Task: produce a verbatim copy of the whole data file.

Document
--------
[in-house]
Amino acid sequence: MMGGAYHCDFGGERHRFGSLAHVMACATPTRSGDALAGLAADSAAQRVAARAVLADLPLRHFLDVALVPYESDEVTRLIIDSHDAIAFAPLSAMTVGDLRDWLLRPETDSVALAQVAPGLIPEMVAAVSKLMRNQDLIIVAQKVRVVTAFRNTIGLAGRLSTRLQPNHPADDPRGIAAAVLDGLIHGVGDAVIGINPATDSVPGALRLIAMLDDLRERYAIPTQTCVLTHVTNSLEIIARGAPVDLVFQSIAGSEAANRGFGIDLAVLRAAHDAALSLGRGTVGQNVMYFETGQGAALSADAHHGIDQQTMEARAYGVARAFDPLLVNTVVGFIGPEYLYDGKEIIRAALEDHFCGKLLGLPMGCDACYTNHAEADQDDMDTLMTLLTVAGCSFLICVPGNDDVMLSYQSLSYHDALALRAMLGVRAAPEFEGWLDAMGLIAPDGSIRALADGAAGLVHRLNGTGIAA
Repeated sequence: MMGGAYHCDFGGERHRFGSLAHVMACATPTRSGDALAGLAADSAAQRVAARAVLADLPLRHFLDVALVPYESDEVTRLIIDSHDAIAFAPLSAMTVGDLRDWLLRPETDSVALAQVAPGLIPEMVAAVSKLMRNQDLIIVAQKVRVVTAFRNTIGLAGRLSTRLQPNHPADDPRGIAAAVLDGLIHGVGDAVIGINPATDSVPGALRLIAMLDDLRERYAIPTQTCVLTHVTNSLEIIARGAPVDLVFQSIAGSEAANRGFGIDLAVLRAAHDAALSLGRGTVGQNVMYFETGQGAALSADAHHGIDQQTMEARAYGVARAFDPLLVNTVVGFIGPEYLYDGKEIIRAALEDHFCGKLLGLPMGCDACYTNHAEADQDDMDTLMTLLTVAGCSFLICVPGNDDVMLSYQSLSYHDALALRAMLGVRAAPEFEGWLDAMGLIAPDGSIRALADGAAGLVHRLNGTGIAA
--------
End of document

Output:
[in-house]
Amino acid sequence: MMGGAYHCDFGGERHRFGSLAHVMACATPTRSGDALAGLAADSAAQRVAARAVLADLPLRHFLDVALVPYESDEVTRLIIDSHDAIAFAPLSAMTVGDLRDWLLRPETDSVALAQVAPGLIPEMVAAVSKLMRNQDLIIVAQKVRVVTAFRNTIGLAGRLSTRLQPNHPADDPRGIAAAVLDGLIHGVGDAVIGINPATDSVPGALRLIAMLDDLRERYAIPTQTCVLTHVTNSLEIIARGAPVDLVFQSIAGSEAANRGFGIDLAVLRAAHDAALSLGRGTVGQNVMYFETGQGAALSADAHHGIDQQTMEARAYGVARAFDPLLVNTVVGFIGPEYLYDGKEIIRAALEDHFCGKLLGLPMGCDACYTNHAEADQDDMDTLMTLLTVAGCSFLICVPGNDDVMLSYQSLSYHDALALRAMLGVRAAPEFEGWLDAMGLIAPDGSIRALADGAAGLVHRLNGTGIAA
Repeated sequence: MMGGAYHCDFGGERHRFGSLAHVMACATPTRSGDALAGLAADSAAQRVAARAVLADLPLRHFLDVALVPYESDEVTRLIIDSHDAIAFAPLSAMTVGDLRDWLLRPETDSVALAQVAPGLIPEMVAAVSKLMRNQDLIIVAQKVRVVTAFRNTIGLAGRLSTRLQPNHPADDPRGIAAAVLDGLIHGVGDAVIGINPATDSVPGALRLIAMLDDLRERYAIPTQTCVLTHVTNSLEIIARGAPVDLVFQSIAGSEAANRGFGIDLAVLRAAHDAALSLGRGTVGQNVMYFETGQGAALSADAHHGIDQQTMEARAYGVARAFDPLLVNTVVGFIGPEYLYDGKEIIRAALEDHFCGKLLGLPMGCDACYTNHAEADQDDMDTLMTLLTVAGCSFLICVPGNDDVMLSYQSLSYHDALALRAMLGVRAAPEFEGWLDAMGLIAPDGSIRALADGAAGLVHRLNGTGIAA